INDICATIONS emerged yesterday on why President Muhammadu Buhari is yet to act on the recommendation of the National Judicial Council (NJC) that the suspended Chief Justice of Nigeria (CJN), Justice Walter Onnoghen, be retired.
The President, it was learnt, considered NJC’s letter ambiguous, as it did not clearly state why the suspended CJN should be retired.
The President was also said to have received some legal advice to ignore NJC’s recommendations on Onnoghen because the council’s letter did not follow constitutional process.
The ambiguity in NJC’s letter was said to have accounted for the current situation in which the nation is having a CJN and an Acting CJN.
Findings made by our correspondent revealed that NJC’s recommendation to the President only advised him to retire Onnoghen in the “interest of the nation and the Judiciary.”
The council was, however, silent on its findings on Onnoghen or whether or not he committed infractions based on the investigation of the Economic and Financial Crimes Commission (EFCC).
A top source said: “The recommendation of the NJC was a ‘legal soft landing for Onnoghen in order not to expose him to any further criminal trial based on EFCC’s investigation.
“The council advised the President to retire Onnoghen in the interest of the nation and the Judiciary. But Section 292 of the 1999 Constitution gave three conditions for the removal of a Judicial Officer, which include inability to discharge his duties, misconduct and contravention of the Code of Conduct.
“There is nowhere in the constitution where it is expressly stated that a CJN or a Judicial Officer can be retired in the interest of the nation and the Judiciary.
“If Onnoghen is removed or retired as contained in the NJC’s letter, the President’s action might be actionable. “You don’t build something on nothing.
“This is why the President is allowing the development in the Judiciary to follow a natural course.
“Onnoghen has offered to go on voluntary resignation or retirement and the Code of Conduct Tribunal has convicted him.
“There are three exit options for Onnoghen now as follows: retirement by NJC if put in a proper constitutional context; voluntary resignation or retirement if approved by NJC at its next meeting; and the CCT judgment if endorsed by the Court of Appeal and the Supreme Court.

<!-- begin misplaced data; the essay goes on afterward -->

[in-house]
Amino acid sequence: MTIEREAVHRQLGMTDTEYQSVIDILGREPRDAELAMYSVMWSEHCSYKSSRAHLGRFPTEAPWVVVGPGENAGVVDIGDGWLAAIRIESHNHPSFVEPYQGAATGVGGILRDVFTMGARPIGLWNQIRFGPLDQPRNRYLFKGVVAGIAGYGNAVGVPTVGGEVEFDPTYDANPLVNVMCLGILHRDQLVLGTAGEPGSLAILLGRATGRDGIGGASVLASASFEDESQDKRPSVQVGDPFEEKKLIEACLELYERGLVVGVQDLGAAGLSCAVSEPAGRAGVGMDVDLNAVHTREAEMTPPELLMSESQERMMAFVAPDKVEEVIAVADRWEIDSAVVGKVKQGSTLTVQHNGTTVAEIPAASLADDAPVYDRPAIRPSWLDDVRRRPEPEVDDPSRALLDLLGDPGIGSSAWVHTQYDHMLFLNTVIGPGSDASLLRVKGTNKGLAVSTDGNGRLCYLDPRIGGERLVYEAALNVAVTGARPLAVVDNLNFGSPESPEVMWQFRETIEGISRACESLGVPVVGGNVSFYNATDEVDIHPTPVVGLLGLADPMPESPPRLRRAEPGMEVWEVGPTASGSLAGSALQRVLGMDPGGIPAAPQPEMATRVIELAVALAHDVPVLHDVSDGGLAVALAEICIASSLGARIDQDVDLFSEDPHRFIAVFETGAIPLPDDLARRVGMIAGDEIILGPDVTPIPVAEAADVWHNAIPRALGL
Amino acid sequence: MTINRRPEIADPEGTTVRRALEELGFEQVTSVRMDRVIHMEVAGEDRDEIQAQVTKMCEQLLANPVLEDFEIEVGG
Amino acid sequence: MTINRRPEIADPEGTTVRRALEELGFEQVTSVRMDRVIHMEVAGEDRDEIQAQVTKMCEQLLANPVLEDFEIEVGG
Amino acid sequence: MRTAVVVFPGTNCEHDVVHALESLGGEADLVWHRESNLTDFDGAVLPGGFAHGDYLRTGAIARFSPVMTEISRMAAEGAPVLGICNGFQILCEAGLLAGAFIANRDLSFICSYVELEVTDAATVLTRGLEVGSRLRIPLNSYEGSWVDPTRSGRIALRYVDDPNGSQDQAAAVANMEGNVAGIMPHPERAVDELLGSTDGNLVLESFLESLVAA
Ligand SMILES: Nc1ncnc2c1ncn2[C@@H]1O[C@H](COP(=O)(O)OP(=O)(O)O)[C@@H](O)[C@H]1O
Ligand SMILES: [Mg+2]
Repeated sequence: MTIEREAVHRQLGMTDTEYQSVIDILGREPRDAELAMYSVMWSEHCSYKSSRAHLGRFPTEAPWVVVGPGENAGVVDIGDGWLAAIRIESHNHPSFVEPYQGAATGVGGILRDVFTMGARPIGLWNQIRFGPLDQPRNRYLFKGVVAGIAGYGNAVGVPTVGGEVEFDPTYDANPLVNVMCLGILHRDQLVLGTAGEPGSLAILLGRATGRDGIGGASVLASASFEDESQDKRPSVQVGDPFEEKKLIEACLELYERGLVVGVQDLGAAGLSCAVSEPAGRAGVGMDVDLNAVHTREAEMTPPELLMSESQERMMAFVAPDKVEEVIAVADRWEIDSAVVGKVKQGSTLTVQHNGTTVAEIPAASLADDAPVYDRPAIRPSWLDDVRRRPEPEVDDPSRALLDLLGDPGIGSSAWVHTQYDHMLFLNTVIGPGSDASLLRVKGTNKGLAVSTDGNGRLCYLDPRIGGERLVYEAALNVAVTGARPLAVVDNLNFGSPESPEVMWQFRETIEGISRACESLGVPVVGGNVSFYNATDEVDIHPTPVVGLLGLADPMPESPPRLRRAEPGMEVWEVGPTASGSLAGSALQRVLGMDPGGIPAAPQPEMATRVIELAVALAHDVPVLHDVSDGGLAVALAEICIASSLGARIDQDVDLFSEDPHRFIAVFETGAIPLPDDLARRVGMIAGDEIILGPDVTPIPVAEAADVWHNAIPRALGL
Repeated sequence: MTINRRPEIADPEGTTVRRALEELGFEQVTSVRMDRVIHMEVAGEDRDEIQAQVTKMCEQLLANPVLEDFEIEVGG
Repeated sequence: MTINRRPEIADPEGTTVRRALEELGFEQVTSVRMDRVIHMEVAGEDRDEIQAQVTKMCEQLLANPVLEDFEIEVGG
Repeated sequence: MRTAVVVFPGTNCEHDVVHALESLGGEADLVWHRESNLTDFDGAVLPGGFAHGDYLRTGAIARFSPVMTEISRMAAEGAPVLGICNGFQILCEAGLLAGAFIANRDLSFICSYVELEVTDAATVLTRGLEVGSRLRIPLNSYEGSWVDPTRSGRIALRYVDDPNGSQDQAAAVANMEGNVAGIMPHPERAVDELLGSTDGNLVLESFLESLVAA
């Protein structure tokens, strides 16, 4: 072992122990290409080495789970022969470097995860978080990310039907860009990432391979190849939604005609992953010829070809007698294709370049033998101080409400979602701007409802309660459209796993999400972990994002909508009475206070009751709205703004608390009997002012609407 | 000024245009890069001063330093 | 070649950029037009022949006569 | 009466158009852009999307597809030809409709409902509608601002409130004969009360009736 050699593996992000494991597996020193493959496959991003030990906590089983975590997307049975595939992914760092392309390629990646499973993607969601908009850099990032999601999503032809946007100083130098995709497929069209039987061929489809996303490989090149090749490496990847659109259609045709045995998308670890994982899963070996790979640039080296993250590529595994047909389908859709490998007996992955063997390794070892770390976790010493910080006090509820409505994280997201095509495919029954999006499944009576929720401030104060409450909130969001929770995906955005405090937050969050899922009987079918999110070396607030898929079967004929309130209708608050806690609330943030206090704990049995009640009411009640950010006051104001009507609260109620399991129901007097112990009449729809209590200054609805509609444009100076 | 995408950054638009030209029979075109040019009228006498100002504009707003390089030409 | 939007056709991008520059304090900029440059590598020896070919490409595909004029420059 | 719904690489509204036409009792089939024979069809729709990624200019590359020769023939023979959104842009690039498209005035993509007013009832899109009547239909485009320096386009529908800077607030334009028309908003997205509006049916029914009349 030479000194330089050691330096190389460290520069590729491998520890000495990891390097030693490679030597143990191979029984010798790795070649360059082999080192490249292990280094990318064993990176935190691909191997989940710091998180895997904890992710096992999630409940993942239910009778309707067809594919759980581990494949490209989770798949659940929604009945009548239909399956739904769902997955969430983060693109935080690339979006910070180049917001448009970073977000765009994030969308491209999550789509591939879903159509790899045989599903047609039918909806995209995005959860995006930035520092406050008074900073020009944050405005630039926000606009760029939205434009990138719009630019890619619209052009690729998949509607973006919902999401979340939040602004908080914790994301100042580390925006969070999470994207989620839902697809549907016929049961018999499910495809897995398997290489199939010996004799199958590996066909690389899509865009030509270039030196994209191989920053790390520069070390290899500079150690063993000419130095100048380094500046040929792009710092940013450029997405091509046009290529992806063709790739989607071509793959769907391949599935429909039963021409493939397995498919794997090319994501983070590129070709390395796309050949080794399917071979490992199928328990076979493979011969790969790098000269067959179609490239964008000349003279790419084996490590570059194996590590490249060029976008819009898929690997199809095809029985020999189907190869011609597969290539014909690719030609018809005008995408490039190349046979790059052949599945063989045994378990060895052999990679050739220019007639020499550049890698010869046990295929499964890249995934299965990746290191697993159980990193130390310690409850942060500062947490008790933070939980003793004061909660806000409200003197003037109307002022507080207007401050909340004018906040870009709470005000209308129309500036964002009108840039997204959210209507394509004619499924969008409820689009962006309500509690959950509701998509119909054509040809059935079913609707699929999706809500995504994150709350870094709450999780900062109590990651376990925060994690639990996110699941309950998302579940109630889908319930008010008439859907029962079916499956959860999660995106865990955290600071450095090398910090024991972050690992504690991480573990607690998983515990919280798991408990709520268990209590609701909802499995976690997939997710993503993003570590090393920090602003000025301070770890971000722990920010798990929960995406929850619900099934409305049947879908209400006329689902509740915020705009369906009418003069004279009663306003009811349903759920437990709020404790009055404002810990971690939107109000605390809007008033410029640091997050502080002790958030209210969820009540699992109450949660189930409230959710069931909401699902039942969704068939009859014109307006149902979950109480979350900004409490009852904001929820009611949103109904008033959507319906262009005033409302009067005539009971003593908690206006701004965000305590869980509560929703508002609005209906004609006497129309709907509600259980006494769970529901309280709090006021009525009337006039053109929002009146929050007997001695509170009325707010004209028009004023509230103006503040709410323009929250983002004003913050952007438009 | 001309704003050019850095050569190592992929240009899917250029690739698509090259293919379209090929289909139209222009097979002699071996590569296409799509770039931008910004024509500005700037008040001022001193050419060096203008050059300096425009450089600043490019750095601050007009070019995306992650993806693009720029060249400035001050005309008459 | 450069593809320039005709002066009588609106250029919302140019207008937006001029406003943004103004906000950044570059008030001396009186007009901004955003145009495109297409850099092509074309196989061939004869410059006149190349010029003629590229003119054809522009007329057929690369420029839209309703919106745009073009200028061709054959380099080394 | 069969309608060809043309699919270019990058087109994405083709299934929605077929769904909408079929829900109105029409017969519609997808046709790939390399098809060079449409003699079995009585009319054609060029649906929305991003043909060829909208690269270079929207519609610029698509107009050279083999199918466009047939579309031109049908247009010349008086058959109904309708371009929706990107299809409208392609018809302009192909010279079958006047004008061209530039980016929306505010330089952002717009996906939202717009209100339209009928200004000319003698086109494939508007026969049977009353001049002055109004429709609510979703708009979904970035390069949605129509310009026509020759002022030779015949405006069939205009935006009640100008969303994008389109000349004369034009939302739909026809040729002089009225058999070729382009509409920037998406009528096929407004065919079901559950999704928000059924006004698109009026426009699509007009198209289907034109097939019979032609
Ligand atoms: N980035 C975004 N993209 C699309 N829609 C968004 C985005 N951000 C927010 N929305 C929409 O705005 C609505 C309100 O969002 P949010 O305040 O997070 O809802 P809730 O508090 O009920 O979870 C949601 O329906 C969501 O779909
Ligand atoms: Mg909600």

“The President would have acted on any of these options but he has opted to follow due process to avoid being accused of hastiness in removing Onnoghen.
“The President is hamstrung by NJC’s recommendation, which was inexplicit. At a point, the NJC said Onnoghen should be compulsorily retired with full benefits.”
Responding to a question, the source added: “Actually, the President was advised to reject or ignore NJC’s recommendation on Onnoghen until the council is more forthcoming on why the suspended CJN should be retired.”
Section 292 says: “A Judicial Officer shall not be removed from his office or appointment before his age of retirement except in the following circumstances (a) in the case of —(i) Chief Justice of Nigeria, President of the Court of Appeal, Chief Judge of the Federal High Court, Chief Judge of the High Court of the Federal Capital Territory, Abuja, Grand Khadi of the Sharia Court of Appeal of the Federal Capital Territory, Abuja and President Customary Court of Appeal of the Federal Capital Territory, Abuja by the President acting on an address supported by two-thirds majority of the Senate
(ii) Chief Judge of a state, Grand Khadi of a Sharia Court of Appeal or President of a Customary Court of Appeal of a state by the Governor acting on an address supported by two-thirds majority of the House of Assembly of the state
“…praying that he be so removed for his inability to discharge the functions of his office or appointment (whether arising from infirmity of mind or of body) or for misconduct or contravention of the Code of Conduct. “(b) in any case, other than those to which paragraph (a) of this subsection applies by the President or as the case may be, the Governor acting on the recommendation of the NJC that the Judicial Officer be so removed for his inability to discharge the functions of his office or appointment (whether arising from infirmity of mind or of body) or for misconduct or contravention of the Code of Conduct.”
Another source added: “It is left to the NJC to be decisive in its recommendations and clean the Augean Stable in the nation’s Judiciary. It is really time to move forward. “It is of no use setting constitutional booby traps for the President. Let there be a clear direction to follow.” At press time, it was learnt that the NJC may meet next week to consider the observations of the President, the voluntary resignation/ retirement of Onnoghen and the extension of the tenure or appointment of the Acting CJN, Justice Ibrahim Tanko Muhammad as the substantive holder of the office. A source in NJC simply said: “The council may meet next week.”